My Scotland Home



Charles Jones



Some thirty years or so ago I was persuaded by a friend that becoming a teacher might be a good thing.  My friend had decided to go to college and do the training course.   Being young and rather feckless I decided to chuck in my job and go too.   After all and at the very least it would get me out of the heavy engineering firm I worked for and most importantly it would be different.  Well the rest as they say is history.  My teaching qualification (and my engineering background) took me half way around the world and back…but not to my country of birth.  I returned to the UK but on invitation, landed at Glasgow Airport on a very cold March morning.  Yes, I had landed in Scotland where men wore skirts, were ferocious and women boiled up huge cauldrons of porridge and haggis over open fires and the like.  Or so the stereotype that was fed to me as a child had suggested.  Well, over the last twenty years or so I have made friends of plenty of proud men wearing kilts and just as many women have prepared and offered me the tastiest of dishes imaginable.  This only goes to prove that if you really want to understand a culture then you must go forth and experience it by living in it.   When first here I really thought that I might last a year or two at the most.   But that didn’t happen.  Scotland began to get under my skin.  And after a while I realised that I was not that desperate to leave.

My first job in Scotland was to be at an independent school called Loreto School.  This is still to found doing business in a delightful town called Musselburgh.  Anyone who knows Musselburgh will also be aware that it has the finest ice cream shop in the universe.   This was the first time I had worked in a private school and took the position as I thought it would be fun and all importantly, different.  As it turned out it proved to be all of these things and very much more. 

As well as teaching a full timetable, it was here that I was given the opportunity to work in a boy’s boarding house.  This is where interpersonal skills were important and I became very directly involved with the day to day lives of so many young people.  I was also encouraged to take groups of children further afield and I had the chance to really explore the great landscape and drama that is the Scottish Highlands.   Munro bashing became an activity that I enjoy even to this day.  My most recent one being another visit to the summit of Schiehallion.  Only this time I took my family with me.  I also had opportunities to sail, ski and horse ride.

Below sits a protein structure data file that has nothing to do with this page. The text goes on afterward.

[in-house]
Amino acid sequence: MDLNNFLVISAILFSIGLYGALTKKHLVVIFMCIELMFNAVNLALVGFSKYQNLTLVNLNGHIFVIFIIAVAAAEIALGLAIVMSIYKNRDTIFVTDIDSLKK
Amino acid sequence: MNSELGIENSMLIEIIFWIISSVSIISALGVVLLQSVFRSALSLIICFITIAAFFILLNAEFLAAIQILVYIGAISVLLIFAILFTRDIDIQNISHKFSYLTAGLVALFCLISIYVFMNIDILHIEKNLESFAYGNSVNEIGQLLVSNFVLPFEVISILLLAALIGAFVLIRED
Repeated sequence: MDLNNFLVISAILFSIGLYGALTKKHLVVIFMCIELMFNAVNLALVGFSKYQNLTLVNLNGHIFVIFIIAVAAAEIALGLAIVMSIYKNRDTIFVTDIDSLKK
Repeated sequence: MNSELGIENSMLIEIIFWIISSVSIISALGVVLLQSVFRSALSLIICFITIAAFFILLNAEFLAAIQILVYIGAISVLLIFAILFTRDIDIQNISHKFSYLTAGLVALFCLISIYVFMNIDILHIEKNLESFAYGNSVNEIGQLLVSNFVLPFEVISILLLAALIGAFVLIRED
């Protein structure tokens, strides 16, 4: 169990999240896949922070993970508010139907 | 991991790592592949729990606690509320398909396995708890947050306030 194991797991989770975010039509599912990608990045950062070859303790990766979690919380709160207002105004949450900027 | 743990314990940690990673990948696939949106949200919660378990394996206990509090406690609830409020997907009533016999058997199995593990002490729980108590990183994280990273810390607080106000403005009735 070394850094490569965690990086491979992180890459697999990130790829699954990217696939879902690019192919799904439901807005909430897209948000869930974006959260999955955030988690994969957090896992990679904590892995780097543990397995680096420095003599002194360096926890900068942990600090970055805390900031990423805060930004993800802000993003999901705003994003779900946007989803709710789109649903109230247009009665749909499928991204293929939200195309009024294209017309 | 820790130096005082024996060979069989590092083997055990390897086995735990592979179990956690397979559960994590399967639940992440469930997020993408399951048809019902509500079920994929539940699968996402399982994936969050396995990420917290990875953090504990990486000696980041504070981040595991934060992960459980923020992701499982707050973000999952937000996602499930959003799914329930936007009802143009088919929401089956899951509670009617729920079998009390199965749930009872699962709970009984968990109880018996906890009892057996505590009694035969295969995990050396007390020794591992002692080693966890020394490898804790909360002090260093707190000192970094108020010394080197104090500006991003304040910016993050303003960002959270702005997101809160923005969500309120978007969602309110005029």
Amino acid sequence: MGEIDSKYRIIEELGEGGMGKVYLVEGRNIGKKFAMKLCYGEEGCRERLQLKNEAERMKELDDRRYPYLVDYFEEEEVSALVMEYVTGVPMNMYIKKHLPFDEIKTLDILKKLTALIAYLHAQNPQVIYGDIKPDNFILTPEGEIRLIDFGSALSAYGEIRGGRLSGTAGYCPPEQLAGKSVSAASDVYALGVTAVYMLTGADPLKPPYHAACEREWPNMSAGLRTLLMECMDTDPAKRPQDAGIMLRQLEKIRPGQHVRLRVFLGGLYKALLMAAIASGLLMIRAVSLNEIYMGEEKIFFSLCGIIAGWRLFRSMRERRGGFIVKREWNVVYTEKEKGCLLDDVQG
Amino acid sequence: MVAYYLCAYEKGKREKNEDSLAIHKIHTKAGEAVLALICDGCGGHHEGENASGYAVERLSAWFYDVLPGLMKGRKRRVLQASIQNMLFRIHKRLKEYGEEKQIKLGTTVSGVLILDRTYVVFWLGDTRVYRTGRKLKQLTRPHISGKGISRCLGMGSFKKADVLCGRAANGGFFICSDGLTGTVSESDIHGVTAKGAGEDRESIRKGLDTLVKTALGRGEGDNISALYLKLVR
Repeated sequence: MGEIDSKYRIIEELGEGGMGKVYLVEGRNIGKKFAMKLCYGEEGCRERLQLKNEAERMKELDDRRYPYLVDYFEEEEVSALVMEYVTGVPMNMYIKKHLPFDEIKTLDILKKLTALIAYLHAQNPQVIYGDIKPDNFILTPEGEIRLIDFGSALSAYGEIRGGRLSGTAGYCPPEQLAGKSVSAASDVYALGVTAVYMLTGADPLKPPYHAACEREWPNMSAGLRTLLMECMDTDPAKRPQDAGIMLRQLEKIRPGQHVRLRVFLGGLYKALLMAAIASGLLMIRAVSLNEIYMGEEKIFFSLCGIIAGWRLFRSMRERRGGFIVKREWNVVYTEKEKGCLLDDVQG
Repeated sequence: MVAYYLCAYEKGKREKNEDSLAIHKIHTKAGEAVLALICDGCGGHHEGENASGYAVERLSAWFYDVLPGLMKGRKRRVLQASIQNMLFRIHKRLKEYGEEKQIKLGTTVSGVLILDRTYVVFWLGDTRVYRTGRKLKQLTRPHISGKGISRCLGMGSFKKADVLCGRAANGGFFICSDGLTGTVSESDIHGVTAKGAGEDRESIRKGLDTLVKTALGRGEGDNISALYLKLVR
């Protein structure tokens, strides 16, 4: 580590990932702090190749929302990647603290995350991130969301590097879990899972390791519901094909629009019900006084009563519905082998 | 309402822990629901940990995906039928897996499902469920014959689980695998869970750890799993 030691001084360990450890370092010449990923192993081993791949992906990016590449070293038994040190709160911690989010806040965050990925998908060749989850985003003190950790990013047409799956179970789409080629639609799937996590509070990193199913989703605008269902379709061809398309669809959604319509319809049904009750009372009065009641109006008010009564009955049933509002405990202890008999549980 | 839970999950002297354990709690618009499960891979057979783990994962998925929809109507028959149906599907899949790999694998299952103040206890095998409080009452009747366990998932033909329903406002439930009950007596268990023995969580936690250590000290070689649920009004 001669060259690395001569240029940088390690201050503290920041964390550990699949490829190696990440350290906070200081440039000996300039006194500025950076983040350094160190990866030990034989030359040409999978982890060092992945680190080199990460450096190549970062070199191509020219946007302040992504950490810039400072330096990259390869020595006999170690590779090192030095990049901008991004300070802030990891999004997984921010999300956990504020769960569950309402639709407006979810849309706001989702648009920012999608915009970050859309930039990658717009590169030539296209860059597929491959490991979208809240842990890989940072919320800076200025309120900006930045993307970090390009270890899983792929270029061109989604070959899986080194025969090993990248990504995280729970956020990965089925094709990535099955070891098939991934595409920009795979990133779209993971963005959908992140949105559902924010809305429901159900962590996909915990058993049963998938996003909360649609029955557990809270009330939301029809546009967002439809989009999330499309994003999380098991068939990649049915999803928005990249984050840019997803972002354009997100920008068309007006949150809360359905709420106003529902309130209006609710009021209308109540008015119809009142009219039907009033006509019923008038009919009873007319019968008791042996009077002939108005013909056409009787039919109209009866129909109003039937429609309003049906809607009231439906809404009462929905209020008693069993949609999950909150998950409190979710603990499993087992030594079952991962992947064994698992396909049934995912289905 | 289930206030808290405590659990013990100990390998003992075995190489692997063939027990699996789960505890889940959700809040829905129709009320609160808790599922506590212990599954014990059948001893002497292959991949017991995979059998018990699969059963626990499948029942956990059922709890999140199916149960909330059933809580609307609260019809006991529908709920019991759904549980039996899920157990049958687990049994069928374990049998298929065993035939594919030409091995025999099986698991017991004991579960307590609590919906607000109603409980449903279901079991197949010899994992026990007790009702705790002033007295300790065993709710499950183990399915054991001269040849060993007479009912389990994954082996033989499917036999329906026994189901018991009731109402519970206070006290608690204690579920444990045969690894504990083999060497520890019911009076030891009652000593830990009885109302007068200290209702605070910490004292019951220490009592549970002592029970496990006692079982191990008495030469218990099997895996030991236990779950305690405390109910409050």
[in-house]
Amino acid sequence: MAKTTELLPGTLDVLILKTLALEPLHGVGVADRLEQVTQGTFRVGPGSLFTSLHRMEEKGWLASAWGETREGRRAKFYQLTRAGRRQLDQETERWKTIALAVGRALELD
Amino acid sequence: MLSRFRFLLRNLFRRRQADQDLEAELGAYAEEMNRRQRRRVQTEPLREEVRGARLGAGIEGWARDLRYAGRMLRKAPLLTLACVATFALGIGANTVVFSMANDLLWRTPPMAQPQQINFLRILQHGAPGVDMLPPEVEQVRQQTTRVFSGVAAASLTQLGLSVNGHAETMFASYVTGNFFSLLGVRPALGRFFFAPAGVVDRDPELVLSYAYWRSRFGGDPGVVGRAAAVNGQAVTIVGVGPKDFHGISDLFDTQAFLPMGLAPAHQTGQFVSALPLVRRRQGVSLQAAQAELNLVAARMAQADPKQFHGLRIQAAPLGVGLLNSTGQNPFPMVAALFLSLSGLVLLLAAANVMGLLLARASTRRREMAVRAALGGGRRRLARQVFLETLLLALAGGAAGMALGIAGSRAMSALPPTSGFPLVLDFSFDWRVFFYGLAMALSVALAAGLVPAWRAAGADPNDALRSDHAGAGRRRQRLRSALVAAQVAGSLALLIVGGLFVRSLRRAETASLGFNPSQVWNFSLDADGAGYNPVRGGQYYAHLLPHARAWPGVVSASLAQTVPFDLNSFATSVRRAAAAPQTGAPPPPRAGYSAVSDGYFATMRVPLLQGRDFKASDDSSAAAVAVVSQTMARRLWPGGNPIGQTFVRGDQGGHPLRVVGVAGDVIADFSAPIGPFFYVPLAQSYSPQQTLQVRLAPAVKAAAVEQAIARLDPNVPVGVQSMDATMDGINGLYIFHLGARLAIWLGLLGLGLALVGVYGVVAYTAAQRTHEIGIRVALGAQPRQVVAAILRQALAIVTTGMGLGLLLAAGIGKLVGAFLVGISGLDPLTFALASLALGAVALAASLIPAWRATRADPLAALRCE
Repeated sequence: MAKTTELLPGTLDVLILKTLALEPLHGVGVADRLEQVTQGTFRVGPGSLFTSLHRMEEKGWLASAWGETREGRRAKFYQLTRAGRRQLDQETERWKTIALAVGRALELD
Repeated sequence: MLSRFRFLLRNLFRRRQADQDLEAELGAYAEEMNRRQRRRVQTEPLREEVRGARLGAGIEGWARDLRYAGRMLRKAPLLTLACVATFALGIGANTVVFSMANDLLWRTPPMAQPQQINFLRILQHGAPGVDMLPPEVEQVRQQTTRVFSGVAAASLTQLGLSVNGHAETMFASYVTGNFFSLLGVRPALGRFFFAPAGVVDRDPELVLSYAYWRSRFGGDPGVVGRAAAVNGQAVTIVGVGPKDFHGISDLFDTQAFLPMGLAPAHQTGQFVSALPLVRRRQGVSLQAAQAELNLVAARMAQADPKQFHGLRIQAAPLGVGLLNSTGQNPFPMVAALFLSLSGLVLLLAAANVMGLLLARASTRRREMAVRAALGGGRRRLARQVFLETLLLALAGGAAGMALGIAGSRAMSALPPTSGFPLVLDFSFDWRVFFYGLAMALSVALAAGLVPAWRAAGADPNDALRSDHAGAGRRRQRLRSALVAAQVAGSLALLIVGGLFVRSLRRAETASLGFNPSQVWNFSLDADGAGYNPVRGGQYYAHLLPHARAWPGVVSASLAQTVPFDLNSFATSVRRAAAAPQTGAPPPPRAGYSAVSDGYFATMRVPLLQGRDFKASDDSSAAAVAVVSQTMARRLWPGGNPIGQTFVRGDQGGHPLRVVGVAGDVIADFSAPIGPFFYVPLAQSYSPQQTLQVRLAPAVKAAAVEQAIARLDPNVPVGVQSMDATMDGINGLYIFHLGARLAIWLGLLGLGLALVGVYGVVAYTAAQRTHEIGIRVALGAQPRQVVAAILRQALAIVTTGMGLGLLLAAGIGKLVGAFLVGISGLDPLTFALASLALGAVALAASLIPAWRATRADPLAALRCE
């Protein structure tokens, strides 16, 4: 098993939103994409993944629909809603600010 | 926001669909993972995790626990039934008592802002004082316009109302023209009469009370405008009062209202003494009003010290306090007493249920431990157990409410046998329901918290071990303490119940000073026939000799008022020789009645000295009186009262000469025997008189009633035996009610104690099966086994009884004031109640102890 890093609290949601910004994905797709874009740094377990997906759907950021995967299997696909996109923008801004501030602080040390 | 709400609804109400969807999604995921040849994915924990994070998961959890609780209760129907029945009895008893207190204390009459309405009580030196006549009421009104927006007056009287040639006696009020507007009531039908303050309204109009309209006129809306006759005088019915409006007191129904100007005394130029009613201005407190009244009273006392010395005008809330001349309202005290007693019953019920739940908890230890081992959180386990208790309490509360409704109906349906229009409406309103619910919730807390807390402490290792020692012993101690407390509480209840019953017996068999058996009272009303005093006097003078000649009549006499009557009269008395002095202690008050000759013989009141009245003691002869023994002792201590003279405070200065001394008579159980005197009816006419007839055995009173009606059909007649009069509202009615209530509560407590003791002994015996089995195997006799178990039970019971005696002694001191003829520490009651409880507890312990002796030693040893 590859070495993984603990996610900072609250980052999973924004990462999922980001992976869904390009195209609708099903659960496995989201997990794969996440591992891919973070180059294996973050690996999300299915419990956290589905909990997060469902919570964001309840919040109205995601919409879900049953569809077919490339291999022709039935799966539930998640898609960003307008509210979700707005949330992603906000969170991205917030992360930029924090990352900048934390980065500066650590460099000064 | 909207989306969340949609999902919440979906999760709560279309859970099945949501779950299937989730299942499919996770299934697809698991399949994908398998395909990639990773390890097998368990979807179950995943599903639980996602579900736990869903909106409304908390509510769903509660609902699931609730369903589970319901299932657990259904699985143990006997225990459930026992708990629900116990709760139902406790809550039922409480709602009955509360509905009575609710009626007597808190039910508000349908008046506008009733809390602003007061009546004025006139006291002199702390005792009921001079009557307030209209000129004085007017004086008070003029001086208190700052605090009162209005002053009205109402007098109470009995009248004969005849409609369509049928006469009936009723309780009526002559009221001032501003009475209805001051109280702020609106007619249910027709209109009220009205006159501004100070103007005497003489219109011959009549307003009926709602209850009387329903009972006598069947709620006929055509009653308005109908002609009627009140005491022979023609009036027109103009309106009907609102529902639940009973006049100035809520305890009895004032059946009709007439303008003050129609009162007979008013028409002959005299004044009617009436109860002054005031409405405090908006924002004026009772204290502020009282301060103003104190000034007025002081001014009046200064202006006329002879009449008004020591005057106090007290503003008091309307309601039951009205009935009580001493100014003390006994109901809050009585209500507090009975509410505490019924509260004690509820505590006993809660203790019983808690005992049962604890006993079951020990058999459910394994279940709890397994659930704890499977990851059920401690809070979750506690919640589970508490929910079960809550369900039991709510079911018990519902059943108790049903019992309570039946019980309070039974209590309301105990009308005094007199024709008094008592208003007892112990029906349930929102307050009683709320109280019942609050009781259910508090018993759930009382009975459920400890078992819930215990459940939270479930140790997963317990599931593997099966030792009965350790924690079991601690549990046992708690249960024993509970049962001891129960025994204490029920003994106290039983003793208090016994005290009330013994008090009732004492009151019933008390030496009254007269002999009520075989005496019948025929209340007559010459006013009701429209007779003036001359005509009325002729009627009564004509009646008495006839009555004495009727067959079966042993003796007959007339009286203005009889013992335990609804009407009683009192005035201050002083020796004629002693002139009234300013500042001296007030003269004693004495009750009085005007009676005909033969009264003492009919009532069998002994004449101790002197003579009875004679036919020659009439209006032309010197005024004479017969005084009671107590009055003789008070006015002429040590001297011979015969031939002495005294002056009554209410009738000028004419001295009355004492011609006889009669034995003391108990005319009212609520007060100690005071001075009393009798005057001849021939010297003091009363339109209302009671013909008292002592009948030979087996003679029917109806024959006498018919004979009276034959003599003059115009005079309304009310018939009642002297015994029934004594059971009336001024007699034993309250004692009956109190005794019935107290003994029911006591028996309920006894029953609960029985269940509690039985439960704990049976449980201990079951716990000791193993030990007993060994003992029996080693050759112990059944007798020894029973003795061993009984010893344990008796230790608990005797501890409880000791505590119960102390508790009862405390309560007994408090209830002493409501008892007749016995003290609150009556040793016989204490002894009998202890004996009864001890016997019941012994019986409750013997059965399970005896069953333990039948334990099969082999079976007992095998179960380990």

Sailing out of Fisherrow Harbour with an onshore breeze could be tricky at times and our school dinghies were not state of the art.  But great challenge and fun was to be had when trying to get the best out of what we had.  And that east coast could be unnerving at times but so rewarding at others.  More sailing took place at Port Edgar and to sail under the graceful geometry of the Forth Road Bridge and to gasp at the imposing size of the Baker Rail Bridge will live long in the memory.  The scale of the massively over engineered rail bridge can only really be appreciated when watching a train going across it.   But these great feats of engineering only served to show that here we did not have a society that was stagnant or in decline.  Here we had a society that was dynamic, thrusting and above all promising a great future.   As well as sailing I was to experience horse riding.  We did this at a place called Lasswade.   The countryside around Lasswade is perfect for hacking and this gave me more experience of the great outdoors that makes up so much of Scotland.  Ski-ing took place at Cairngorm but I also had great fun at Aonach Moor, The Nevis Range and Hillend where I polished up my skis and my skills.  But perhaps my most memorable times in Scotland were yet to unfold.  This they did close to the very heart of the Highlands at a place called Rannoch School near to the magnificent Glen Lyon and mystical Schiehallion.